The Real and the Imaginary: The Baghdad Clock by Shahad Al Rawi

As a war narrative enveloped in magic, love, and hope, The Baghdad Clock adds depth to the burgeoning genre of postcolonial Iraqi novels.

Susan Sontag on Compassion

“Compassion is an unstable emotion. It needs to be translated into action, or it withers. The question is what to do with the feelings that have been aroused, the knowledge that has been communicated. If one feels that there is nothing “we” can do—but who is that “we”?—and nothing “they” can do either—and who are “they”?—then one starts to get bored, cynical, apathetic.”

Most Anticipated Books of 2020 (May-September)

Without a doubt, 2020 has been a testing time for all of us across the globe. Fortunately for us book … More

A Feminism of One’s Own: Distant View of a Minaret by Alifa Rifaat

Alifa Rifaat’s stories are situated within an Islamic framework that allows her to create a feminism of her own. Since Islam and empowerment are often misguidedly placed in contradiction to one another, it’s easy to see why Rifaat is not a household name.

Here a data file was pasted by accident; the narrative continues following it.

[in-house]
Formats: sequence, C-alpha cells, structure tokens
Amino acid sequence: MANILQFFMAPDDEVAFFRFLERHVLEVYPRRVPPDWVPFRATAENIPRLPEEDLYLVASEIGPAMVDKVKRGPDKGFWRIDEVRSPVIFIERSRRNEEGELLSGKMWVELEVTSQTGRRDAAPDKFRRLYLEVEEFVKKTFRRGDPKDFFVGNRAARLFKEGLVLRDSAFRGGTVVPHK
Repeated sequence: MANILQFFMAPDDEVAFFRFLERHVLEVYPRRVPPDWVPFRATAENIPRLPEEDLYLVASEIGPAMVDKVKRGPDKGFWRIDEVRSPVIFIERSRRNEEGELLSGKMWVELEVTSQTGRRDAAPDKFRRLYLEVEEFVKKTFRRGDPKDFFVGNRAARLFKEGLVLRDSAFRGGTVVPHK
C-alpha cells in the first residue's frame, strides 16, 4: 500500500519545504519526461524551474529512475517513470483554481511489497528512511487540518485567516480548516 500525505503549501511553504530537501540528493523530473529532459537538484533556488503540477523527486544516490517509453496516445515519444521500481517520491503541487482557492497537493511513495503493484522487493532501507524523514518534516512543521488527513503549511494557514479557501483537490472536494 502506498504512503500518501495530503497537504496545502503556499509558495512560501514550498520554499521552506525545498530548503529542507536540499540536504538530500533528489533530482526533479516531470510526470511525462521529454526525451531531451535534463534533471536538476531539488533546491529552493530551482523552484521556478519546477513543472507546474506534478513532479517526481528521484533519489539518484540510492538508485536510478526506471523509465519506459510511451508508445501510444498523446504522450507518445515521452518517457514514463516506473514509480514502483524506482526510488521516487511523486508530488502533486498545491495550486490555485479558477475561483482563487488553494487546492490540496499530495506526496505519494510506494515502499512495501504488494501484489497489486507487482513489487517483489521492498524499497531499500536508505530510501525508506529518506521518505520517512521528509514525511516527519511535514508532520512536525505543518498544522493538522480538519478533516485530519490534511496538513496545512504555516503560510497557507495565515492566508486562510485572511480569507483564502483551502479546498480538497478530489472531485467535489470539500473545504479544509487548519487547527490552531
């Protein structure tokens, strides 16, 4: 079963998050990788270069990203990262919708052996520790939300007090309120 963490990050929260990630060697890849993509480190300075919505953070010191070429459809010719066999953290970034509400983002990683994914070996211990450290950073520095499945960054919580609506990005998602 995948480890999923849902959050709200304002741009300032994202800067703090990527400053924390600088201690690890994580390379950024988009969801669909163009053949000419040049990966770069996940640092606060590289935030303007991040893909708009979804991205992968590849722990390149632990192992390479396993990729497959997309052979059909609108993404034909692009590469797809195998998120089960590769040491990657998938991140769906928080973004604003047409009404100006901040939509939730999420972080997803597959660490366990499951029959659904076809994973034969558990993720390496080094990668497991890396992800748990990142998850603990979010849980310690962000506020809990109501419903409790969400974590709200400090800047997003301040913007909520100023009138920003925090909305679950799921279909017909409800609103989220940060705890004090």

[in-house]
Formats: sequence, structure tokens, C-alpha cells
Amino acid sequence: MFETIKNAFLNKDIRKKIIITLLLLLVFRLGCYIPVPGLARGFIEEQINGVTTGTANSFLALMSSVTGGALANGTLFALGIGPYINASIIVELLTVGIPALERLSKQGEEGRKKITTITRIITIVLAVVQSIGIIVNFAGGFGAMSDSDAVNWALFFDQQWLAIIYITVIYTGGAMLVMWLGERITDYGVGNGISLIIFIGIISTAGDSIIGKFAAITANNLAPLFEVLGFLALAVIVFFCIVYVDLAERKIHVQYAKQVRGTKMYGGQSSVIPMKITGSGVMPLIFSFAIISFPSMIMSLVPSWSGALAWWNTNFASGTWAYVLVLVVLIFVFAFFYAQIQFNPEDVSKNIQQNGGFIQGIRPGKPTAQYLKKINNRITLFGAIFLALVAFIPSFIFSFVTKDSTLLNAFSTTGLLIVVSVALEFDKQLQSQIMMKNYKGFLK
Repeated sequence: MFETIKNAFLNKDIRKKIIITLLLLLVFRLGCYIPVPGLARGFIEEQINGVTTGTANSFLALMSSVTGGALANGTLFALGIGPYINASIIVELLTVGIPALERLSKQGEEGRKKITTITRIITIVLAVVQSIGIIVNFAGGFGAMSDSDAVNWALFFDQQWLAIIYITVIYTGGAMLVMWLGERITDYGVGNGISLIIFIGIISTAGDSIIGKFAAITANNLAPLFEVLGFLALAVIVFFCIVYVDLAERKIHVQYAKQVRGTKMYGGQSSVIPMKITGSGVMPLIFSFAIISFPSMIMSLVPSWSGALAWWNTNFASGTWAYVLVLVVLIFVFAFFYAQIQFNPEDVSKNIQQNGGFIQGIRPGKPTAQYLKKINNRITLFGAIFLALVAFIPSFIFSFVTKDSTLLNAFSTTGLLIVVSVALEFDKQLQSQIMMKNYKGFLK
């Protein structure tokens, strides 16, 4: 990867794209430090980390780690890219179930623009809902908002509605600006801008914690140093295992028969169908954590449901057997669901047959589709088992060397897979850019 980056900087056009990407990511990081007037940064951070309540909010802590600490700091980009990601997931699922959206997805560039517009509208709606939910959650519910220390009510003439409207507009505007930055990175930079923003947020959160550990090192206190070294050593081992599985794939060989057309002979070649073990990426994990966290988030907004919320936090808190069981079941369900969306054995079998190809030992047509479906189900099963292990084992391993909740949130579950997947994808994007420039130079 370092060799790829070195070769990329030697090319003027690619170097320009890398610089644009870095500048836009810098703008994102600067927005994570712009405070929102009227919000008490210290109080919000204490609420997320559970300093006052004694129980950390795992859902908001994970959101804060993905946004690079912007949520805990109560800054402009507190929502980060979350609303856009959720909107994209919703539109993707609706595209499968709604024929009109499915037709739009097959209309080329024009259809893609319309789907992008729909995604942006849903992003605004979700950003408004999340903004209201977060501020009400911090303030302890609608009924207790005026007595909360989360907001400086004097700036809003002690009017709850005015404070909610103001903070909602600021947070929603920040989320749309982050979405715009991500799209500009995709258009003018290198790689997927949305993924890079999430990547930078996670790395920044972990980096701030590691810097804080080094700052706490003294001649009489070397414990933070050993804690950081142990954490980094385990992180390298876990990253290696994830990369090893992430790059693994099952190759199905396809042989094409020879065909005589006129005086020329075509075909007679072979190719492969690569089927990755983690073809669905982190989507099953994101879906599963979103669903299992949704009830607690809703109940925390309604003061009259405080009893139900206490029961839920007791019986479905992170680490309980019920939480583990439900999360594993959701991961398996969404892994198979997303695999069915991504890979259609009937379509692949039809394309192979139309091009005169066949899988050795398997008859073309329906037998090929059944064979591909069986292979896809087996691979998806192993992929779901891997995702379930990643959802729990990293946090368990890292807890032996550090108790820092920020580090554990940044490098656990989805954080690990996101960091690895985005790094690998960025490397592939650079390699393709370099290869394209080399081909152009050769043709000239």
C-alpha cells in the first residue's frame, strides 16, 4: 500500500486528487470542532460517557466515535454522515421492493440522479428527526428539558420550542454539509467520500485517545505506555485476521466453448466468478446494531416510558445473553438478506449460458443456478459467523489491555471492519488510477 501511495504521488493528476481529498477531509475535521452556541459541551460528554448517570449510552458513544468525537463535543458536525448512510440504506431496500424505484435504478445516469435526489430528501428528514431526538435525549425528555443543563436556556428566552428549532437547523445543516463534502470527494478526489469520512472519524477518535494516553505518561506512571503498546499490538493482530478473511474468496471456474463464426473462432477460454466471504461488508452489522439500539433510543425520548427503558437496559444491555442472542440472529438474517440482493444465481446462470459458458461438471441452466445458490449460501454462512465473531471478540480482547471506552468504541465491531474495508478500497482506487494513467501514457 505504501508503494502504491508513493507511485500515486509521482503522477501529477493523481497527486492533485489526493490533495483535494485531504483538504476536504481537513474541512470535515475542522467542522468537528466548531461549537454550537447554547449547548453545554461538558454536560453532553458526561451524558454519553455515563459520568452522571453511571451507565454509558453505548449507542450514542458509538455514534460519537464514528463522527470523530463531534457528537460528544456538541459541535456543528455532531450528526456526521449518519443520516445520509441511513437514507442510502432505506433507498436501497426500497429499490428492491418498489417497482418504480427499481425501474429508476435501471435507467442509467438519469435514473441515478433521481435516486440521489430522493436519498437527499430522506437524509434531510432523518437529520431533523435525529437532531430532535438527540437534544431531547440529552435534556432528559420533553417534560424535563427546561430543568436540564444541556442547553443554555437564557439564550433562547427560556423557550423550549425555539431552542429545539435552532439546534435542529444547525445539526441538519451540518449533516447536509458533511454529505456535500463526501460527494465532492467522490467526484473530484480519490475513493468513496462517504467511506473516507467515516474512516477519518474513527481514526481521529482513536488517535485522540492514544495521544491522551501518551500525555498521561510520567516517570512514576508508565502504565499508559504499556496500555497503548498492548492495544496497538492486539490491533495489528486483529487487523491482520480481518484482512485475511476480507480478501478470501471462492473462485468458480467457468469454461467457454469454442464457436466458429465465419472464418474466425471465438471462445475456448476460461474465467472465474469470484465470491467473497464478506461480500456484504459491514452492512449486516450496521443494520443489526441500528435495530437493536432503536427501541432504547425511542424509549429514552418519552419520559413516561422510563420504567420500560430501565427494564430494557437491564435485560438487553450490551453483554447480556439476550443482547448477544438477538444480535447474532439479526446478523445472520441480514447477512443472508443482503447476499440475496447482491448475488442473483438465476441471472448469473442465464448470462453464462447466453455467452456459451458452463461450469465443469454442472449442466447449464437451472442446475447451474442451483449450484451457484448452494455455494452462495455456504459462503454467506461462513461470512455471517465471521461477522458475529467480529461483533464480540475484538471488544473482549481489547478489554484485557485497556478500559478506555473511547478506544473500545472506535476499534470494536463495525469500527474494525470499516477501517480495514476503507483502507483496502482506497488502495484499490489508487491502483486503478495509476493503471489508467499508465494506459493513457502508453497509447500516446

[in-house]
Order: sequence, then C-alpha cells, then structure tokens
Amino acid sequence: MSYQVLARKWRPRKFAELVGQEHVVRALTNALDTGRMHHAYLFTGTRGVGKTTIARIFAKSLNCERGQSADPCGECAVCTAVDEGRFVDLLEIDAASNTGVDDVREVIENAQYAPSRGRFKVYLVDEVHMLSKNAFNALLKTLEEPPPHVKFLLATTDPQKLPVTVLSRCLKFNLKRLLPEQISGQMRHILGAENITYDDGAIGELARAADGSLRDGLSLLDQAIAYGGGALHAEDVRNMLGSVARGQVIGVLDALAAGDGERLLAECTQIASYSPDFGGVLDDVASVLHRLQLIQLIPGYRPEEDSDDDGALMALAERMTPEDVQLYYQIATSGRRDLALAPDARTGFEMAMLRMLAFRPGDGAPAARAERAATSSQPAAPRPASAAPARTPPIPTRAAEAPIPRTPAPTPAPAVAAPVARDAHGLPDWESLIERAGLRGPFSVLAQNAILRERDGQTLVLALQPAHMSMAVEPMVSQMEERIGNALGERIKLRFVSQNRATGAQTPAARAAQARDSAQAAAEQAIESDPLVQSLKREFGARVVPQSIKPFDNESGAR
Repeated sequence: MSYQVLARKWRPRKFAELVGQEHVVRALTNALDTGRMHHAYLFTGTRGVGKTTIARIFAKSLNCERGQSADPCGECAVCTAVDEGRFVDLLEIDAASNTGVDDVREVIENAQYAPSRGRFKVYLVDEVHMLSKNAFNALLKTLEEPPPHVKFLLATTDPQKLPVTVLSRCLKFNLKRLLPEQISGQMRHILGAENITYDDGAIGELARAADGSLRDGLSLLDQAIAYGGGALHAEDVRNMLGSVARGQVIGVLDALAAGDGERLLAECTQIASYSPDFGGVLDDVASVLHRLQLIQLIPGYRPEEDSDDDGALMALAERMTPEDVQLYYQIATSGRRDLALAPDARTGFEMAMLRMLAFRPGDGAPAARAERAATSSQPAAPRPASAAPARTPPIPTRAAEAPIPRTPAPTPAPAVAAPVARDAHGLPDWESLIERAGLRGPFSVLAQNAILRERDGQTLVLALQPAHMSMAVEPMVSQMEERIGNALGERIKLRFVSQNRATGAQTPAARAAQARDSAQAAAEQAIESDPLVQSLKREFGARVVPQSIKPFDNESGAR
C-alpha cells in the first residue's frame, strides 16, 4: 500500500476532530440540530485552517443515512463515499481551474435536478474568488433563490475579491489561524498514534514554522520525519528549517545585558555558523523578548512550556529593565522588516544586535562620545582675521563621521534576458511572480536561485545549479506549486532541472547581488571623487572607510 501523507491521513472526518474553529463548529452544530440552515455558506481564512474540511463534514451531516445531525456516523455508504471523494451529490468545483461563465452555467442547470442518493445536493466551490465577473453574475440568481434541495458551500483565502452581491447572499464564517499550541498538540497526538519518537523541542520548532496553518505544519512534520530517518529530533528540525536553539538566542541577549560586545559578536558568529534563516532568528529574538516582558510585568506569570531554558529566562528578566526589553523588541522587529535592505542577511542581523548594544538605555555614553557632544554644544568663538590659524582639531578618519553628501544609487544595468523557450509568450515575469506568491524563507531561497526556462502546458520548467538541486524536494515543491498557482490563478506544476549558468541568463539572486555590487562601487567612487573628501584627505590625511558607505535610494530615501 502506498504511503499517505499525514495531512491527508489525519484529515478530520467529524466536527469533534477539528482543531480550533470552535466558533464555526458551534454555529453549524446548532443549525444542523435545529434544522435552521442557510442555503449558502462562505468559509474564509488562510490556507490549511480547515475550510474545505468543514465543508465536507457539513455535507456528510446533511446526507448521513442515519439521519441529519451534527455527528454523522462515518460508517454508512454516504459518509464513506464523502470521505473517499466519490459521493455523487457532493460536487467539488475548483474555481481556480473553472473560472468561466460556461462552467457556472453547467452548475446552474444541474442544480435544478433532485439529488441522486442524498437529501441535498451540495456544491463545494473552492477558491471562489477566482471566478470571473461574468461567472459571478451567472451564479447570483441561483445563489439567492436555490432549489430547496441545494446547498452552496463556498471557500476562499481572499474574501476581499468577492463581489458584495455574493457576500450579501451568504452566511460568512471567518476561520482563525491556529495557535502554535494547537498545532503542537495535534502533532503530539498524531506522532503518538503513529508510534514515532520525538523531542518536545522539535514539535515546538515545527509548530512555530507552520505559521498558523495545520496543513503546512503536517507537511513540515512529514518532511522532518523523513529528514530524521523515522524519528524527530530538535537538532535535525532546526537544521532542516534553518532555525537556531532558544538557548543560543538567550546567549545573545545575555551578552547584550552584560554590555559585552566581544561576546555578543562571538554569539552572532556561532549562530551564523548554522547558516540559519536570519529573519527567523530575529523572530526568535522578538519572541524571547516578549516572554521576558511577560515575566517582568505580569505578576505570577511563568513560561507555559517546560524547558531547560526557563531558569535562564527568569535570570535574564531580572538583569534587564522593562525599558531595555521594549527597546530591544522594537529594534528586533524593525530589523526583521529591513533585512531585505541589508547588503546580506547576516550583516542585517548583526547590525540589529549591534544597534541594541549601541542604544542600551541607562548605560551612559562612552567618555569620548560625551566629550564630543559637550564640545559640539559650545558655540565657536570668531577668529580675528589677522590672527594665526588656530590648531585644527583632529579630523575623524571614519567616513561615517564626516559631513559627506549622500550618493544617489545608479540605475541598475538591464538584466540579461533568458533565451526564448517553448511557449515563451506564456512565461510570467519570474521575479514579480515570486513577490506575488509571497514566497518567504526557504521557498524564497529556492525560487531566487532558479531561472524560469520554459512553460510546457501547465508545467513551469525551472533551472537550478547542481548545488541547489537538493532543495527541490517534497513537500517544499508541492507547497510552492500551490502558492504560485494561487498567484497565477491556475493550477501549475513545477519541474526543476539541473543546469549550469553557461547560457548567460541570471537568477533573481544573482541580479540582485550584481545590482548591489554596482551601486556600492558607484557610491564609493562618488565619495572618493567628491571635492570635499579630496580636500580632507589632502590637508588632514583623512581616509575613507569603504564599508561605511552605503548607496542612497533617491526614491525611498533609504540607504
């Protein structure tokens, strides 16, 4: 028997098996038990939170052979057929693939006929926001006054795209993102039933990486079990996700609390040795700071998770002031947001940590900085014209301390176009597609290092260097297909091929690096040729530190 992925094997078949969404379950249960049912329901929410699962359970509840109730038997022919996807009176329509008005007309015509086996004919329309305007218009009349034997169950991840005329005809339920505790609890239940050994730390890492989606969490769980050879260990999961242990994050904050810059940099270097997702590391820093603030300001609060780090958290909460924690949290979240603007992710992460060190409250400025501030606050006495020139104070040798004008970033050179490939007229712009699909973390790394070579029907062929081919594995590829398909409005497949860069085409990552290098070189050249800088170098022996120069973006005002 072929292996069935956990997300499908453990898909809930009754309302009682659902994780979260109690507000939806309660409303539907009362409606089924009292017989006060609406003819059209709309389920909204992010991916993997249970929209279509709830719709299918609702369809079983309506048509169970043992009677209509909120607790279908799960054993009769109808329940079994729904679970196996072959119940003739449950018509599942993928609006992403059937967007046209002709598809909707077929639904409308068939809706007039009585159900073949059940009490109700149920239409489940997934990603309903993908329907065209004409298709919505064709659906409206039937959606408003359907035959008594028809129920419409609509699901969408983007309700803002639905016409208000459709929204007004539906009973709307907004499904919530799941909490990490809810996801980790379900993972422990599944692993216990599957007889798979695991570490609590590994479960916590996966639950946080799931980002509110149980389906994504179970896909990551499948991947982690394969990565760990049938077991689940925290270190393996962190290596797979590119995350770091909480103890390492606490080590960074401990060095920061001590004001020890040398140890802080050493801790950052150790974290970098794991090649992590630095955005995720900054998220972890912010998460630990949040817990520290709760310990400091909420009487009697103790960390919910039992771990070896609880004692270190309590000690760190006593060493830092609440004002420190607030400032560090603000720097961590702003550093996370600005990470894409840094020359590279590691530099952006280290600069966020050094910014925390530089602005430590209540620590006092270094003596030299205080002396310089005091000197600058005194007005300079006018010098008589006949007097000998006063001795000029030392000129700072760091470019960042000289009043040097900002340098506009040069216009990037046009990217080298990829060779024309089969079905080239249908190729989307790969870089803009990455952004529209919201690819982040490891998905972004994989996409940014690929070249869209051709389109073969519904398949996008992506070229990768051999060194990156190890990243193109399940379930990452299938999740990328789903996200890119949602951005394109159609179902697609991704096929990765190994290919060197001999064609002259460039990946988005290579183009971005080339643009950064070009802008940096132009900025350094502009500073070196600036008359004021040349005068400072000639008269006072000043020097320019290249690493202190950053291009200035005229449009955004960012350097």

Van Gogh on Hope & Melancholy

“So instead of giving way to despair, I took the way of active melancholy as long as I had strength for activity, or in other words, I preferred the melancholy that hopes and aspires and searches to the one that despairs, mournful and stagnant.”

Author Spotlight: Carley Mercedes

“…But every once in a while, I’ll read a book that glorifies problematic relationship behaviors such as manipulation or even stalking. I don’t ever want to write a book that encourages women to seek out unhealthy, or even dangerous, relationships, so I focus on creating relationships that are healthy.”

The Year of the Middle Eastern Reading Challenge + Unapologetically Muslim Reading Challenge? Yes, please.

This may all seem too idealistic to some but nonetheless conveys a crucial message about the role of the artist and what cultural and literary representations can offer in the ongoing debates about the so-called “problem” of Muslims in the Anglophone North Atlantic.

George Eliot & Virginia Woolf on Happiness

“Happiness,” Woolf writes, “is in the quiet, ordinary things. A table, a chair, a book with a paper-knife stuck between the pages. And the petal falling from the rose, and the light flickering as we sit silent.”

Comfort Reads: What to Read in Troubling Times | Part II

To deal with the sense of ambivalence and confinement, I read. Reflecting back on my refuge in books, yes, I needed comfort and escape, but I was essentially trying to make sense of the turmoil not by watching the news but by reading.